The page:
Another example is this upset plot of the patterns of missingness in the airquality dataset. Only Ozone and Solar.R have missing values, and Ozone has the most missing values. There are 2 cases where both Solar.R and Ozone have missing values.
You can also generate a histogram using nabular data in order to show the values and missings in Ozone. Values are imputed below the range to show the number of missings in Ozone and colored according to missingness of ozone (‘Ozone_NA‘). This displays directly that there are approximately 35-40 missings in Ozone.
Alternatively, scatterplots can be easily generated. Displaying missings at 10 percent below the minimum of the airquality dataset. Scatterplots of ozone and solar radiation (A), and ozone and temperature (B). These plots demonstrate that there are missings in ozone and solar radiation, but not in temperature.
Finally, this parallel coordinate plot displays the missing values imputed 10% below range for the oceanbuoys dataset. Values are colored by missingness of humidity. Humidity is missing for low air and sea temperatures, and is missing for one year and one location.
R’s standard correlation functionality (base::cor) seems very impractical to the new programmer: it returns a matrix and has some pretty shitty defaults it seems. Simon Jackson thought the same so he wrote a tidyverse-compatible new package: corrr!
Simon wrote some practical R code that has helped me out greatly before (e.g., color palette’s), but this new package is just great. He provides an elaborate walkthrough on his own blog, which I can highly recommend, but I copied some teasers below.
Apart from corrr::correlate to retrieve a correlation data frame and corrr::stretch to turn that data frame into a long format, the new package includes corrr::focus, which can be used to simulteneously select the columns and filter the rows of the variables focused on. For example:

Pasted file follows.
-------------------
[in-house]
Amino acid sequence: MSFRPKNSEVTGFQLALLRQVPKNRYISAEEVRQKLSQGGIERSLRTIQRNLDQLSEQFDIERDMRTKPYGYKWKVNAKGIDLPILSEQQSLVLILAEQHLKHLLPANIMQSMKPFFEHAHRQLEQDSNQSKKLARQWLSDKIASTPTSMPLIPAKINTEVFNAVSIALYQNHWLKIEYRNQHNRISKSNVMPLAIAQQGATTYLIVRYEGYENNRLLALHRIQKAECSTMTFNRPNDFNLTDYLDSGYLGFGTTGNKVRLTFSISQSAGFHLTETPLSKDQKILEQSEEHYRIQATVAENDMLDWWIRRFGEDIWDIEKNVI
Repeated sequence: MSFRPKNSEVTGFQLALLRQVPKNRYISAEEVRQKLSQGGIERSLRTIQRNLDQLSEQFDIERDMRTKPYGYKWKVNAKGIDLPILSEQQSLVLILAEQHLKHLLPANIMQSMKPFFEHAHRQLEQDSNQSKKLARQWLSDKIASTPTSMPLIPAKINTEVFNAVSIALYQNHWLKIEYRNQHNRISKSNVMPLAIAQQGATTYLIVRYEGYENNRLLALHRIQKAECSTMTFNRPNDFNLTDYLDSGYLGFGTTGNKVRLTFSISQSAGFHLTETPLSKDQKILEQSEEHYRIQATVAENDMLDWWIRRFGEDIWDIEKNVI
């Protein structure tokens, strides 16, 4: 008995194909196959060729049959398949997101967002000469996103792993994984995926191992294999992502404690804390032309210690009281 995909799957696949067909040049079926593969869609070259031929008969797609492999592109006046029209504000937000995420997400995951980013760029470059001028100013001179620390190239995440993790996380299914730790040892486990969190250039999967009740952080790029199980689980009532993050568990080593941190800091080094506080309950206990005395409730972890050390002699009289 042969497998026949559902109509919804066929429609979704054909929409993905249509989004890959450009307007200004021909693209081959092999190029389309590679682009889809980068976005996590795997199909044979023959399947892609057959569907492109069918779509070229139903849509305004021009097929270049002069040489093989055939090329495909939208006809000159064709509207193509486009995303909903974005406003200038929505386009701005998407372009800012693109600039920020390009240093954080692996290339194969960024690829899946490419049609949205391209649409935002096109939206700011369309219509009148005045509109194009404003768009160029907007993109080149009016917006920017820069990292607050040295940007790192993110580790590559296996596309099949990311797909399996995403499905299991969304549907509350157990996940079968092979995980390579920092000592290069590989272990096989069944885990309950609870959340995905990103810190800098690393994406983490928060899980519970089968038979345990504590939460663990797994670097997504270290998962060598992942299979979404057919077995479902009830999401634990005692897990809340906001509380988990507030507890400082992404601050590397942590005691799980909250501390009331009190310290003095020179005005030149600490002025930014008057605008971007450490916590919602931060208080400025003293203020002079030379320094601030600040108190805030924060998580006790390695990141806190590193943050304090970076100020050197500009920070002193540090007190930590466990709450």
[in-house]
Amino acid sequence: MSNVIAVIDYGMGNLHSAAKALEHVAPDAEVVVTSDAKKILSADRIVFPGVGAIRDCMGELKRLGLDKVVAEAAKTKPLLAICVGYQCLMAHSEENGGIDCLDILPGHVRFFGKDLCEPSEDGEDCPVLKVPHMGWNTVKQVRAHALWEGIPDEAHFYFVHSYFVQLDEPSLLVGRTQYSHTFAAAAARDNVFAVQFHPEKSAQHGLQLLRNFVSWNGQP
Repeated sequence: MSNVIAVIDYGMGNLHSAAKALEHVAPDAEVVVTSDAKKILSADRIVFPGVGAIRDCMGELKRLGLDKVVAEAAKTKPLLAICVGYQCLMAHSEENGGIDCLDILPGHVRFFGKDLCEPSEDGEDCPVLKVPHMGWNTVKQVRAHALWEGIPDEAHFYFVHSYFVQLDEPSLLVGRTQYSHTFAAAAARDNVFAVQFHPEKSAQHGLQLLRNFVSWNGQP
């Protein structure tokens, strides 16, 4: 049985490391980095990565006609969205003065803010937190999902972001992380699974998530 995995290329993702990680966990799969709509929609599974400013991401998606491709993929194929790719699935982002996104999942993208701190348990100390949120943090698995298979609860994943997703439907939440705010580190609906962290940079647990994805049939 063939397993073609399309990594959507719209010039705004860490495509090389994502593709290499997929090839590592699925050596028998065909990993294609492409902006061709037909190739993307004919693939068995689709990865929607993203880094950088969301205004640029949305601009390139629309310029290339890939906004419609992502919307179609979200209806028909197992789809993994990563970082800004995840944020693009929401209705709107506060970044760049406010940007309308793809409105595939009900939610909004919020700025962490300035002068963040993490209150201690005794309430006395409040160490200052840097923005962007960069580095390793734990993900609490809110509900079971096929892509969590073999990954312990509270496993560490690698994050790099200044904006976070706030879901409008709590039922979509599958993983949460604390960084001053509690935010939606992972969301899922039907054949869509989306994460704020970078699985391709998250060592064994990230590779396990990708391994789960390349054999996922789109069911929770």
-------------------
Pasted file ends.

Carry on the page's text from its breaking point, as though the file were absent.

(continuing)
dir.create(here::here("images")) # create an images directory
# use mirror = TRUE to not only select columns but also filter rows
corrr::focus(mpg:hp, mirror = TRUE) %>%
corrr::network_plot(colors = c("red", "green")) %>%
filename = here::here("images", "mtcars_networkplot.png"),
width = 5,
height = 5
Let’s try some different visualizations:
dplyr::mutate(rowname = reorder(rowname, mpg)) %>%
ggplot2::ggplot(ggplot2::aes(rowname, mpg)) +
# color each bar based on the direction of the correlation
ggplot2::geom_col(ggplot2::aes(fill = mpg >= 0)) +
filename = here::here("images", "mtcars_mpg-barplot.png"),
width = 5,
height = 5
corrr also provides some very helpful functionality display correlations. Take, for instance, corrr::fashion and corrr::shave:
corrr::focus(mpg:hp, mirror = TRUE) %>%
# converts the upper triangle (default) to missing values
# converts a correlation df into clean matrix
Finally, there is the great function of corrr::rplot to generate an amazing correlation overview visual in a wingle line. However, here it is combined with corr::rearrange to make sure that closely related variables are actually closely located on the axis, and again the upper half is shaved away:
For some more functionalities, please visit Simon’s blog and/or the associated GitHub page. If you copy the code above and play around with it, be sure to work in an Rproject else the here::here() functions might misbehave.